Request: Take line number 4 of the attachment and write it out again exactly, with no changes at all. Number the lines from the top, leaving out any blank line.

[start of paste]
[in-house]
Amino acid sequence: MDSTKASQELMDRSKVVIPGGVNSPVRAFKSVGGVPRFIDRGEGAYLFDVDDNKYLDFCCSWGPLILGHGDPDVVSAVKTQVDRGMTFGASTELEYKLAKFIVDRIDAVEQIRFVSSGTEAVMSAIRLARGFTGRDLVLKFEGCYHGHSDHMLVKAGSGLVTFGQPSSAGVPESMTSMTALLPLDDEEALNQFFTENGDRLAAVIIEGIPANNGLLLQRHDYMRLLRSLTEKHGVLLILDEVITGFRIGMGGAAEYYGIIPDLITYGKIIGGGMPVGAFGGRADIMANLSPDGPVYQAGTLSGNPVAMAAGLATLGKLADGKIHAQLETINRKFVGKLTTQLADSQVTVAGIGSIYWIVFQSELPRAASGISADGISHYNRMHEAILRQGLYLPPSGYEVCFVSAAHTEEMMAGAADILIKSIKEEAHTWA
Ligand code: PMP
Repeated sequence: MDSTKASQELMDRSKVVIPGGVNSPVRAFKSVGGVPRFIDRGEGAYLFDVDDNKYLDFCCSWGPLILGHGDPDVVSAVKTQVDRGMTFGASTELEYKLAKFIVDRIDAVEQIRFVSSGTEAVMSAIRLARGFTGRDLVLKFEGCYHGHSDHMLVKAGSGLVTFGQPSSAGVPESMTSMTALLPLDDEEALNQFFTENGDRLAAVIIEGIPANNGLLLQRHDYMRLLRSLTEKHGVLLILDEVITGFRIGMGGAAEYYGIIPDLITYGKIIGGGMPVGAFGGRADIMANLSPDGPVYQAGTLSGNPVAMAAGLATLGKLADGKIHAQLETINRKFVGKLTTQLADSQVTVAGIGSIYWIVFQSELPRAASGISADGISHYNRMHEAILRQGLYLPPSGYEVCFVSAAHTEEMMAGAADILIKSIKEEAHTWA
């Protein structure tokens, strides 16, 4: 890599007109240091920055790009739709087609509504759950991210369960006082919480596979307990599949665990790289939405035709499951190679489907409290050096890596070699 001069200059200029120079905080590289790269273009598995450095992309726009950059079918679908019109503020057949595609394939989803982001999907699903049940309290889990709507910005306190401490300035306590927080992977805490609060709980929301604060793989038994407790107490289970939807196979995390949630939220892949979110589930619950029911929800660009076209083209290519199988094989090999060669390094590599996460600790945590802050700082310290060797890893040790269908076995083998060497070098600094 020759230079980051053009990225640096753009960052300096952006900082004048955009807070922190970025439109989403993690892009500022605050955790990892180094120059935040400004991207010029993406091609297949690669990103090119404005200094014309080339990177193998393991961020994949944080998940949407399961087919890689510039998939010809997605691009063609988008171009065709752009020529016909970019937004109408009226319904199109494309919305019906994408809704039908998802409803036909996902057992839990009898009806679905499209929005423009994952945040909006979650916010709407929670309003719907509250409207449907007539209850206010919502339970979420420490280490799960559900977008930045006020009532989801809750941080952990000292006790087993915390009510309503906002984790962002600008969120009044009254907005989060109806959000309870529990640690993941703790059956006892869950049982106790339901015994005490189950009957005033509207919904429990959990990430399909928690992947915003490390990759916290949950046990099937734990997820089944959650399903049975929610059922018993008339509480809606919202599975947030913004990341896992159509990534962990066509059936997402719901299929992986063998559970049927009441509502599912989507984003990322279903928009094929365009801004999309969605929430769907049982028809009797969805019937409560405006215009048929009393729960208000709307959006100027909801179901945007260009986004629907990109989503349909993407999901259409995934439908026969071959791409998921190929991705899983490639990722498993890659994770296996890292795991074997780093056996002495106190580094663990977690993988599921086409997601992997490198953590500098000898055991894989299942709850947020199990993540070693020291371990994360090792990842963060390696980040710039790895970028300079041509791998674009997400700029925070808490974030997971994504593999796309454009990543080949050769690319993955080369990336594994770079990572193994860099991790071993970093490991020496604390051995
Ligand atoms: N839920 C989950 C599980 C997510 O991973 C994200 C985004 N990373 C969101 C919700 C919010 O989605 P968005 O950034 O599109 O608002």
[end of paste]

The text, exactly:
Repeated sequence: MDSTKASQELMDRSKVVIPGGVNSPVRAFKSVGGVPRFIDRGEGAYLFDVDDNKYLDFCCSWGPLILGHGDPDVVSAVKTQVDRGMTFGASTELEYKLAKFIVDRIDAVEQIRFVSSGTEAVMSAIRLARGFTGRDLVLKFEGCYHGHSDHMLVKAGSGLVTFGQPSSAGVPESMTSMTALLPLDDEEALNQFFTENGDRLAAVIIEGIPANNGLLLQRHDYMRLLRSLTEKHGVLLILDEVITGFRIGMGGAAEYYGIIPDLITYGKIIGGGMPVGAFGGRADIMANLSPDGPVYQAGTLSGNPVAMAAGLATLGKLADGKIHAQLETINRKFVGKLTTQLADSQVTVAGIGSIYWIVFQSELPRAASGISADGISHYNRMHEAILRQGLYLPPSGYEVCFVSAAHTEEMMAGAADILIKSIKEEAHTWA